The UK Defamation Act 2013 amends the law of defamation. The proposals impact upon media publishers. Following agreement by both Houses on the text of the Bill it received Royal Assent on 25 April.
The Defamation Act 2013 (text) is primarily concerned with the English civil law of libel and slander (defamation) - the torts which protect a person’s reputation. The common law offences of criminal libel, seditious libel, blasphemous libel, and obscene libel – relics from the Court of Star Chamber – were abolished by the last Parliament.
In summary, the Defamation Act 2013 shifts the balance, between free speech and the right to reputation, in favour of free speech. In some areas this shift is likely to be significant (e.g. the hurdle for companies wishing to sue for libel), in other areas there may be little change in practice (e.g. the truth defence).
The Defamation Act 2013 has implications for website operators who are not the author, editor or publisher of a statement complained of. These implications are discussed in detail in this article (members).
Objectives of the Defamation Act
The Defamation Act 2013
- strike a fair balance between private reputation and public information as protected by the common law and constitutional right to freedom of expression;
- modernise the defences to defamation proceedings of privilege, fair comment, justification, and innocent dissemination, in accordance with the overriding requirements of the public interest;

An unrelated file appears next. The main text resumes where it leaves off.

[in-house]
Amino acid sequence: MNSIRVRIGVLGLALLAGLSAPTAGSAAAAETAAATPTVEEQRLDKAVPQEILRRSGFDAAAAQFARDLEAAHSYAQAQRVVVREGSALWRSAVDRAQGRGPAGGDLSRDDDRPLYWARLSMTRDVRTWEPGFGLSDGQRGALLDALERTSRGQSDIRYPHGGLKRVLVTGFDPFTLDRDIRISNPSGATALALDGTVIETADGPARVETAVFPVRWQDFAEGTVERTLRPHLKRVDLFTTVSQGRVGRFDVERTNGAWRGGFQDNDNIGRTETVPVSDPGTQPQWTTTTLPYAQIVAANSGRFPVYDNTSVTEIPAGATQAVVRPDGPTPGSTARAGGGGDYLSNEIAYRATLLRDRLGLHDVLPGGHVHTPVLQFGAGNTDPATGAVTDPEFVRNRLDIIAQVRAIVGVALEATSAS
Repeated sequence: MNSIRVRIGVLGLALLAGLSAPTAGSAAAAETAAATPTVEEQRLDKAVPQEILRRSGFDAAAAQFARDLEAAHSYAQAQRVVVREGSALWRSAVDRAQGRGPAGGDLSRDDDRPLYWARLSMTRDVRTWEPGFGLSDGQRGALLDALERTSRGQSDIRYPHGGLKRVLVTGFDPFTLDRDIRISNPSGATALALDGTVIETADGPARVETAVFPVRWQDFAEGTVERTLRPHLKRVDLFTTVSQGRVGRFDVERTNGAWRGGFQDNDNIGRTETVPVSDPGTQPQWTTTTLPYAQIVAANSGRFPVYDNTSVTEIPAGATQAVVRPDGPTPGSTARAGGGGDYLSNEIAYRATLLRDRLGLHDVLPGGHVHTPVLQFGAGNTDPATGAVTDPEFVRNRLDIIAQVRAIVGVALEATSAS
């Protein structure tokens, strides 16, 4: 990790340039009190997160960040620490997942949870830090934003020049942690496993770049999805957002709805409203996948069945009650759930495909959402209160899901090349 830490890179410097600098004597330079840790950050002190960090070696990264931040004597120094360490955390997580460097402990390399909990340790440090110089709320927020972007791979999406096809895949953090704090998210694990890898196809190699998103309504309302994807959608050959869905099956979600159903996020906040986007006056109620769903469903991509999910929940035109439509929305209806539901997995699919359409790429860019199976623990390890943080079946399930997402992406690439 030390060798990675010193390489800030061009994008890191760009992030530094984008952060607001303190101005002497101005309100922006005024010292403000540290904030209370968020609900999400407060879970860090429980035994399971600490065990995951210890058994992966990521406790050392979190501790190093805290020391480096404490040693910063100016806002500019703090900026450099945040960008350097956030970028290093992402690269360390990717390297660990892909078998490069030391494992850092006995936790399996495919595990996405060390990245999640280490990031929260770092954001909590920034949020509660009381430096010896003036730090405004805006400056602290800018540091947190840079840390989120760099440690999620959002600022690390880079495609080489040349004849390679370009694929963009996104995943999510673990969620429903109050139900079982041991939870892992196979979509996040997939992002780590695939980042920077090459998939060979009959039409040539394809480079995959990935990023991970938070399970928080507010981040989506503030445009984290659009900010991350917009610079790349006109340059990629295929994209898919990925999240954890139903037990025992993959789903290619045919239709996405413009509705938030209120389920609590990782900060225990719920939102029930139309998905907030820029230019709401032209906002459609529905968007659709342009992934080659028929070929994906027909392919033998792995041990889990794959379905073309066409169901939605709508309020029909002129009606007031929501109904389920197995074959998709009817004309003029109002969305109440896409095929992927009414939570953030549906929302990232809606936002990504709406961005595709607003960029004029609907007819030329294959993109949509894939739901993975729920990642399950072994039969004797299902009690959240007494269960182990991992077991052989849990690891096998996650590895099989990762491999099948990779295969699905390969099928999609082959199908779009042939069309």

- require claimants to demonstrate that they have suffered or are likely to suffer real harm as a result of the defamatory publication of which they complain
- require corporate claimants to prove financial loss (or the likelihood of such loss) as a condition of establishing liability;
- encourage the speedy resolution of disputes;
- make the normal mode of trial, trial by judge alone rather than by judge and jury;
- enable the Speaker of either House of Parliament to waive Parliamentary privilege as regards evidence concerning proceedings in Parliament; and
- modernise statutory privilege.
The Defamation Act 2013 does not deal with
- the regulation of costs in defamation proceedings, for which statutory powers already exist;
- the award of damages, as to which the principles now established by the courts give sufficient guidance to ensure reasonable legal certainty and proportionality; and
- questions about misuse of private information, breach of confidence, or data protection, which are beyond its scope.
Defamation Act 2013 (text)